In addition to colon cancer, the MLH1-93G>A polymorphism (rs1800734) also is associated with other cancers including: ovarian [28], endometrial [10], [29], and secondary tumors arising from Hodgkin lymphoma [30]. More specifically, the MLH1-93G>A polymorphism was shown to be associated with MLH1 promoter methylation in endometrial cancers [10]. Hodgkin lymphoma patients who carried the variant -93A allele were at higher risk of developing secondary tumors following methylating chemotherapy [30]. In the colon, this polymorphism has been shown to increase the risk of hyperplastic polyps and adenomas in smokers [31] as well as MSI-H CRCs, alone, or in combination with lifestyle factors [32]. Furthermore, the MLH1-93G>A polymorphism is associated with CIMP-positive CRCs (which include MLH1 promoter methylation) [9] and with the loss of MLH1 gene expression [11], both of which are consistent with the hypothesis proposed and tested here.

One possible explanation of our previous finding that the MLH1-93G>A promoter polymorphism was associated with increased risk of MSI-H CRCs is that the association is caused by another functional MLH1 polymorphism in strong linkage disequilibrium (LD) with the MLH1-93G>A SNP [8]. In this study, we identified two polymorphisms, rs749072 and rs13098279, that are in strong LD with the MLH1-93G>A SNP. However, neither of these two polymorphisms are located in MLH1: rs749072 is located in intron 26 of LRRFIP2 (leucine-rich repeat in Flightless interaction protein 2), 18 nucleotides from a splice acceptor site (IVS26-18T>C); rs13098279 is an intergenic polymorphism located between the LRRFIP2 and GOLGA4 (golgi autoantigen, golgin subfamily a, 4). LRRFIP2 binds Dishevelled and serves as an activator of the Wnt signalling pathway, which is deregulated in ∼85% of CRCs [33]. LRRFIP2 splice variants were identified in colon and prostate cancers [34]. The spliced exons contain several potential phosphorylation sites that might influence protein function [34]. The roles of the identified splice variants in tumorigenesis, as well as potential effects of rs749072 on splicing machinery, are still unclear.

We identified two additional polymorphisms, rs931913 and rs4624519, associated with an overall increased risk of CRC in the Ontario sample. We did not attempt to replicate the findings for rs931913 and rs4624519 in Newfoundland or Seattle.

Our study has several limitations, including the unavailability of some clinical data from our study subjects. Clinical and pathologic characteristics were not available for several reasons (e.g., tumor material not available for MSI, IHC, or methylation testing, technical difficulties, or death of the patient before tissue samples could be obtained). However, because the general clinical and pathologic characteristics of CRC in our whole population were similar to those of cases with no missing data, our study was not limited by this potential source of bias. One exception was the methylation analysis of Seattle samples, which were mostly completed on MSI-H cases. However, the results obtained from the Seattle samples are very similar to those from Ontario and Newfoundland.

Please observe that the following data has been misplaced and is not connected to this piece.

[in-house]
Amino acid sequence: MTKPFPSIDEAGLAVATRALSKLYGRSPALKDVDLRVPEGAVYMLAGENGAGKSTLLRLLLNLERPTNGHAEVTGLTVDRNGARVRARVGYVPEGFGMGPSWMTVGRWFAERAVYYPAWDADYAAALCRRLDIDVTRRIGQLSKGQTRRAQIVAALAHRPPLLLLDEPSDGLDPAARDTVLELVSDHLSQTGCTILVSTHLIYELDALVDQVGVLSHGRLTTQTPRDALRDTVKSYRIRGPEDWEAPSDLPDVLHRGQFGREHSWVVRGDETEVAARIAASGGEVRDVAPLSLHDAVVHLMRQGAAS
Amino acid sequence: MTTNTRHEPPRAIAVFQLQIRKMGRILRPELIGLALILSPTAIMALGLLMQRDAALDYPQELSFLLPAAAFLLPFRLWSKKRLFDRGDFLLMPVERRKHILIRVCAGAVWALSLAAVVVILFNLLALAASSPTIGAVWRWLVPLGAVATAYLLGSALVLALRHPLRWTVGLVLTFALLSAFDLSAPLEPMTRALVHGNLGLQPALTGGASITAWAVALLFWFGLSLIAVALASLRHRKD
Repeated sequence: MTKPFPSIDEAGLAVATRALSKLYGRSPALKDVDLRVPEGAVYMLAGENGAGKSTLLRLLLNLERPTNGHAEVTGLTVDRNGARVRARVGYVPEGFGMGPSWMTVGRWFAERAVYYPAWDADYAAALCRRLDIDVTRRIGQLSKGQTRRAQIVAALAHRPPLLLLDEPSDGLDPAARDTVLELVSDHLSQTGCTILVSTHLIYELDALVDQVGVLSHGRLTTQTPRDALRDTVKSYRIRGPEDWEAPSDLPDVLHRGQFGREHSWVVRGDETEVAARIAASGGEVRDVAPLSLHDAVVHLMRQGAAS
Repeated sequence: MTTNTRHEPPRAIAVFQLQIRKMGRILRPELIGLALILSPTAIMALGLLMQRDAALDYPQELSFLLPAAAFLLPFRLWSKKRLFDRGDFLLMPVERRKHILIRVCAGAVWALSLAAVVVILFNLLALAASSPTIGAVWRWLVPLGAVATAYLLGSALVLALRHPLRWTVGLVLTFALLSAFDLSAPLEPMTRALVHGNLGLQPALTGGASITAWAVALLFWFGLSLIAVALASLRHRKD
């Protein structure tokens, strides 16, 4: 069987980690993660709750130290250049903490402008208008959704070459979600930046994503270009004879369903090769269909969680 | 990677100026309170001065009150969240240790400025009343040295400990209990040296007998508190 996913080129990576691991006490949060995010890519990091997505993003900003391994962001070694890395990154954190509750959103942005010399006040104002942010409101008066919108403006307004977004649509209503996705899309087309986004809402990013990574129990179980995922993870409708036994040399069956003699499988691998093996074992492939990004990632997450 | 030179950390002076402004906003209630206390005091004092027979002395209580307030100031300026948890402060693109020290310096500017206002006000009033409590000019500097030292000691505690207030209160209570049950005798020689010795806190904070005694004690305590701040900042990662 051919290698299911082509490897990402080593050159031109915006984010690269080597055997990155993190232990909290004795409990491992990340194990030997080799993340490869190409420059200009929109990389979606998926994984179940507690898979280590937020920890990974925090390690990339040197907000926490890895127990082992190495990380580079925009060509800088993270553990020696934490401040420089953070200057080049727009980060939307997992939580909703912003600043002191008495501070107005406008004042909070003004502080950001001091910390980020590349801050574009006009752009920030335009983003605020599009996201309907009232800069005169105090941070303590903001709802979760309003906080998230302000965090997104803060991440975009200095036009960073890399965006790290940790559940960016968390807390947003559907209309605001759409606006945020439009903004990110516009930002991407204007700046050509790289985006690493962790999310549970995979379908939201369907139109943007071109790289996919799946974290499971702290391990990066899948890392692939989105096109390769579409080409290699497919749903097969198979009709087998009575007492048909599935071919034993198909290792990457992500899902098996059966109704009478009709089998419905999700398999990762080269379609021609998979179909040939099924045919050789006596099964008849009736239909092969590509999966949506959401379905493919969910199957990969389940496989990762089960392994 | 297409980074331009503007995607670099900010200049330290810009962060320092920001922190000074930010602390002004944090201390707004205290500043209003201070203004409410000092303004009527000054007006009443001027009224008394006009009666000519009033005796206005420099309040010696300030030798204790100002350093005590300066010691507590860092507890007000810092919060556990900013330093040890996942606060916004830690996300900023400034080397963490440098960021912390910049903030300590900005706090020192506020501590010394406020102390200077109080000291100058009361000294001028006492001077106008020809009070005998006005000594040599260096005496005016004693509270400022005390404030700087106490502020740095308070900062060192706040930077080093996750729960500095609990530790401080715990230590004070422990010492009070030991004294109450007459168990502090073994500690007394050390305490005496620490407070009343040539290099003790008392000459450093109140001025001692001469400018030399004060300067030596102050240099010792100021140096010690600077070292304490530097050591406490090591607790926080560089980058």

Our study also has numerous strengths. The large sample size gave us high power and precision. In order to observe statistically significant associations of the same order of magnitude that we report here in a genome-wide association study design, we would require between 23,000 and 61,000 cases and controls. A major strength of our study is the use of three independent population-based registries, Ontario, Newfoundland, and Seattle. Replication of our main findings in two additional independent samples provides strong evidence that our findings reflect real associations and are unlikely to have occurred by chance.

The important finding of this study is the identification of a genetic basis for DNA methylation susceptibility; it indicates that genetic variants may play an indirect role in increasing the risk of MSI-H colorectal cancer. Perhaps they alter the binding sites of transcription factors and DNA-binding proteins that protect the DNA molecule from methylation. Inability of these protective proteins to bind DNA would expose DNA to methylating machinery. Conversely, these polymorphisms may create binding sites for co-repressors, methylated DNA-binding proteins, or other proteins involved in epigenetic silencing that modify DNA and silence gene expression. Another possible mechanism involves the production of antisense RNA; it was shown recently that increased production of antisense RNA resulted in epigenetic silencing of p15 tumor suppressor gene [35]. The polymorphisms in this study may increase the production of antisense RNAs that result in epigenetic silencing of the corresponding sense-strand genes.

The fact that polymorphisms in genes other than MLH1 are associated with DNA methylation may indicate that the MLH1 promoter methylation observed in MSI-H colorectal cancers is not localized just to the MLH1 locus, but extends beyond the gene. Indeed, Hitchins et al. observed that, in MSI-H colorectal cancers, methylation is not limited to the MLH1 promoter region, but affects genes in a region as large as 2.4 Mega base-pairs [36]. We may have identified, in a much smaller region, genetic markers of the predisposition to such epigenetic alterations and, because a mismatch repair gene, MLH1, is involved, microsatellite instability invariably develops. However, we cannot yet exclude the possibility that these markers tag some other unknown variant(s) that are the true cause of DNA susceptibility to methylation.